With all the Deshaun Watson rumors looming large, Miami Dolphins fans are feeling a range of emotions. From angst to full-blown apathy, it’s hard to deny anyone’s experience. It’s easy to forget we have a game against a divisional foe on Sunday. I’m trying my best to lock in on the matchup and shut out the drama. This game will be a true litmus test and give us a look into the mental makeup of the team and its leadership.
While I’m by no means predicting an upset, I tend to agree with Matt, in thinking that this team may just surprise us. The Dolphins will be overmatched at nearly every position: linebackers, secondary, quarterback, receivers, etc. With the talent gap well known, the question becomes, will the young leaders step up and make timely plays? A more important follow-up question beckons, will the coaches trust players enough to make plays?
I’m begging George Godsey and the offensive staff to design some deep throws to Jaylen Waddle. He has demonstrated the ability to get separation and move after the catch, yet coaches refuse to unleash him. Waddle’s route tree resembles more of a stump than a tree…almost all slants and screens. His average depth of target (ADOT) is a pathetic 5.8 yards. This ranks 60th out of 63 receivers who have seen at least 30 targets, according to ftnfantasy.com. For reference, DeVante Parker is doubling Waddle’s ADOT at 12.9 yards, and Mike Gesicki ranks 4th amongst tight ends with an ADOT of 9.8 yards. This shows that Miami’s coordinators aren’t completely allergic to designing downfield throws.
Meanwhile, Waddle ranks 11th in the league in yards after catch, flashing his ability to make plays with the ball in his hands. His usage runs in stark contrast with the lightning rod we saw in college and the vision we saw for him coming into the season. Granted, pass blocking has been awful, so linemen need to dig deep and give time for extended routes to develop. The onus is still on coordinators to plan deep throw(s) early in the game to keep Buffalo’s play-making safeties honest.
When it comes to Tua, I’ve been impressed with his play these past two weeks. He has shown poise navigating the pocket in the face of intense pressure. I recently saw a graph that charted the sack rate of all starting NFL quarterbacks vs their offensive lines’ PFF.com pass-blocking grade. Tua’s plot on the graph fell in the far bottom-left quadrant, meaning that despite the Dolphins’ league-worst pass-blocking grade, he has still taken the fewest sacks per play of any quarterback. Say what you will about PFF, but they have Tua graded as the 15th best quarterback thus far, with a score of 80.9. He ranks above notable players like Matt Stafford and Patrick Mahomes and is just one slot behind Aaron Rodgers.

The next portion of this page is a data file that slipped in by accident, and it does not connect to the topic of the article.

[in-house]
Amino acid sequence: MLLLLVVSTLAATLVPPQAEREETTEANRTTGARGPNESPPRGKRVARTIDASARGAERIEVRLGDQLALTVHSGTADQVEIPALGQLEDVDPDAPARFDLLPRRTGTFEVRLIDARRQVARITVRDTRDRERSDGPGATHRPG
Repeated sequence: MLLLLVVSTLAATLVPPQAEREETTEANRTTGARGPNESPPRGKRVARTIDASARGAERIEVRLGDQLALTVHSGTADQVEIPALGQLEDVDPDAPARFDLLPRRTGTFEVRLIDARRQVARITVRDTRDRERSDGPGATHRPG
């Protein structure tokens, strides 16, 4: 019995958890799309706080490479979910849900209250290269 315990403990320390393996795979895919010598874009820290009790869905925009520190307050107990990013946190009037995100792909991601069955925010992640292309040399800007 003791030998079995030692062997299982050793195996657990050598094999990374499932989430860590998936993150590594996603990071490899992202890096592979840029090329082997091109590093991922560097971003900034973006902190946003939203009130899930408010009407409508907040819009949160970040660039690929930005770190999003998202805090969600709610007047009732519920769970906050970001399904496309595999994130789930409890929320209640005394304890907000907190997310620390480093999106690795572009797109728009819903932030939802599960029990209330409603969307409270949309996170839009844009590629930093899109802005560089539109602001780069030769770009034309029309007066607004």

At this point, the o-line is what it is…an unmitigated mess. They aren’t going to magically transform into the mid-2010s Packers as far as pass-blocking is concerned. So, once again, lots of responsibility rests with coaches to scheme to get Tua into a lather in the first half (beyond the opening drive) to keep the Dolphins within striking distance. It stands to reason that the Dolphins are coming off two sub-par opponents, but you can only play who’s in front of you. After handicapping the matchup, Tua still beat expectations. Sunday will mark a return to a team that has dealt him the worst beatings of his young career (both literally and figuratively), yet he feels like a much different player compared to the gun-shy quarterback we saw last season.
As for the defense, it is time to let Jaelan Phillips loose. He was limited to 15 snaps against Atlanta because of an ankle injury sustained in practice last week. He was a full participant in practice Thursday. Brennan Scarlett has been adequate, but Flores needs to expedite Phillips’ slow onboarding process so that we can properly evaluate the first-rounder. In limited action, Phillips has logged 15 quarterback pressures in 168 attempts, according to PFF.com. This equates to a pressure percentage of 9%. This is in line with other splashy rookies Azeez Ojulari, Odafe Oweh, and Gregory Rousseau. The Dolphins will need their best athletes on the field to get after Josh Allen and this is a prime opportunity for Phillips to break out.
With veteran Jason McCourty on IR, Nik Needham and Jevon Holland will see more work in his absence. Needham should fill in on nickel packages. He has markedly improved this season, but I’m still seeing flashbacks of him eating Isaiah McKenzie’s dust in week 17 last season. The promising rookie Holland will be tested deep by Emmanuel Sanders and Stefon Diggs, likely more than he was in week 2 when Buffalo ran at will and had no reason to open it up. Hopefully, there won’t be any major lapses like on the bomb to Russell Gage last week.
Buffalo has had their way with Miami the last four years and the deck is still stacked in their favor. The game is in Orchard Park. The Bills are the healthier team. They are coming off a tough Monday night loss and have had two weeks to prepare ways to attack Miami’s weaknesses, while the Dolphins have been mired in trade drama. All the excuses are there. It’s up to the young leaders (looking at you Tua and Christian Wilkins) to rally the team and say the hell with all the noise, let’s play for each other. They do this, and we fans will be with them in spirit.